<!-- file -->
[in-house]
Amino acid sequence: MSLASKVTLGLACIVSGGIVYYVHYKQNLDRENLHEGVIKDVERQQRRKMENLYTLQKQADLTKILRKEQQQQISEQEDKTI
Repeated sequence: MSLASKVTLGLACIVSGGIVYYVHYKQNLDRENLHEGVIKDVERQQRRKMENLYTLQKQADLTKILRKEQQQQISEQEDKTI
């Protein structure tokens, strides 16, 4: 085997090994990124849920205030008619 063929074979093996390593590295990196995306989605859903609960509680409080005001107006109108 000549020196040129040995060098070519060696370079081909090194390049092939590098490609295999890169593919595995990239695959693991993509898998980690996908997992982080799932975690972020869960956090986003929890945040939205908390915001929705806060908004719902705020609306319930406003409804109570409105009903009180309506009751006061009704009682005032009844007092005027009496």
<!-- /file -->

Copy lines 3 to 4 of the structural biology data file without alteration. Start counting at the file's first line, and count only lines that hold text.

Repeated sequence: MSLASKVTLGLACIVSGGIVYYVHYKQNLDRENLHEGVIKDVERQQRRKMENLYTLQKQADLTKILRKEQQQQISEQEDKTI
């Protein structure tokens, strides 16, 4: 085997090994990124849920205030008619 063929074979093996390593590295990196995306989605859903609960509680409080005001107006109108 000549020196040129040995060098070519060696370079081909090194390049092939590098490609295999890169593919595995990239695959693991993509898998980690996908997992982080799932975690972020869960956090986003929890945040939205908390915001929705806060908004719902705020609306319930406003409804109570409105009903009180309506009751006061009704009682005032009844007092005027009496």